Attracted to the Mistflowers

As you drive along the country roads of West Tennessee in the late summer and autumn, you are likely to see a burst of pale bluish-purple wildflowers growing along the way.  The Mistflower grows in clusters, and its fluffy-looking flowers are magnets for butterflies, moths and other insects which are attracted to its nectar.

“There are many things in life that will catch you eye, but only a few will catch your heart.  Pursue these.”  ~Michael Nolan

Busy pollinators

Presently, the fragrant flowers of the White Snakeroot plant can be seen along the edges of the road, especially flourishing in the filtered sunlight of the tall oak trees.  Being one of the last wildflowers to bloom in the autumn, it provides a valuable source of nectar for a variety of busy insects.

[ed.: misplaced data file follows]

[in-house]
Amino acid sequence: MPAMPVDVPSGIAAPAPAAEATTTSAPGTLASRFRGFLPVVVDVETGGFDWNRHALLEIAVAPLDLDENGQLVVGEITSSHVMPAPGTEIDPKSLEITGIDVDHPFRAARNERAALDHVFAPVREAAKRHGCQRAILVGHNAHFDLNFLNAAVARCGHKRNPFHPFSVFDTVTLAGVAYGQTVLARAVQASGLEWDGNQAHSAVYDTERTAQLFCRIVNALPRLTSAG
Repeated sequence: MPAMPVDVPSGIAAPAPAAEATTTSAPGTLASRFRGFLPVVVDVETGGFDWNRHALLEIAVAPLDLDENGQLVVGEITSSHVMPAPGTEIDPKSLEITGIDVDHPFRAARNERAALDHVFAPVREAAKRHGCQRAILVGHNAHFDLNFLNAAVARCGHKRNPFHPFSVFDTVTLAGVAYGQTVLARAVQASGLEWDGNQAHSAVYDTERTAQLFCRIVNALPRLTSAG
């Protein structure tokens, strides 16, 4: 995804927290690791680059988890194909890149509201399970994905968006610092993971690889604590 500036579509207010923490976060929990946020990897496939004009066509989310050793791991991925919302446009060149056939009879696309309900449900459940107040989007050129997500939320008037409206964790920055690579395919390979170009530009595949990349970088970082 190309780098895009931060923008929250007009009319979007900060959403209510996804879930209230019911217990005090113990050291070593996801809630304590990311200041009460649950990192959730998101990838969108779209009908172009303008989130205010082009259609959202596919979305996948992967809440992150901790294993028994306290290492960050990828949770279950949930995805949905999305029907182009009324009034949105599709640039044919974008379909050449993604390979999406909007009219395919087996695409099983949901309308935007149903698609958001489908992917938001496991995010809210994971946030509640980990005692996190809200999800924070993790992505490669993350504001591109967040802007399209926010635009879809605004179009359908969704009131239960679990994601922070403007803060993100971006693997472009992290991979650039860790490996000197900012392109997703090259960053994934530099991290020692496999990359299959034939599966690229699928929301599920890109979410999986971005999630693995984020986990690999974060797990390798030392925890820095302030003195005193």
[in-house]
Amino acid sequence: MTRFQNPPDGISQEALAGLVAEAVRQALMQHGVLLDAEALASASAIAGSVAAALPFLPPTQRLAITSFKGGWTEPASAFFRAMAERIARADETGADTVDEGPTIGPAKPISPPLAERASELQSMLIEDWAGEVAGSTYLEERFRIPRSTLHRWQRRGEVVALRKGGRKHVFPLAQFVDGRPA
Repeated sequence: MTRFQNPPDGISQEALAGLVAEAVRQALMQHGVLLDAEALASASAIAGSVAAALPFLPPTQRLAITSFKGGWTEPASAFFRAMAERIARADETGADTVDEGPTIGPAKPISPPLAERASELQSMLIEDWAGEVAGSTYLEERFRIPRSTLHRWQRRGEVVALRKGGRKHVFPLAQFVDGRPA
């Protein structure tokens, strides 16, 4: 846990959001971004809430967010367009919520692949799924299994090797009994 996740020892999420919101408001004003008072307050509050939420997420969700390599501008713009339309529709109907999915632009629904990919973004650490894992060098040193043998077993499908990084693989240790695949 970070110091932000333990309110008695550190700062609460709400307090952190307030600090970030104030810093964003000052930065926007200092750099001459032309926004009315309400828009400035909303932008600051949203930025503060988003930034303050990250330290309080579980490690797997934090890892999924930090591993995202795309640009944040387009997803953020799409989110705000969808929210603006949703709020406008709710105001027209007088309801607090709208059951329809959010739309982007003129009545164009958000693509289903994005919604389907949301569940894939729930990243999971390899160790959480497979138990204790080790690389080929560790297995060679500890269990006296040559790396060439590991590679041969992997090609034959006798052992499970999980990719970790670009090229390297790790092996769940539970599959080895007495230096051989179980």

“It’s not so much how busy you are, but why you are busy.  The bee is praised.  The mosquito is swatted.”  ~Mary Flannery O’Connor

Enjoying the Sedum Plants

This is the time of year when the sedum plants are in bloom.  I particularly enjoy the late afternoon, when the sun brings out the colors in the star-shaped flowers and a variety of small insects stop by for a visit.

“Nature is to be found in her entirety nowhere more than in her smallest creatures.” ~Pliny the Elder (Roman Scholar) 

Keeping cool

It’s been a hot summer, and these blue dragonflies at Reelfoot Lake were trying to keep cool.  In order to stay cool during hot weather, dragonflies raise their abdomens straight into the air to reduce their exposure to the sun.  They also use their wings to deflect the sun.

“He who keeps his cool best wins.”  ~Norman Cousins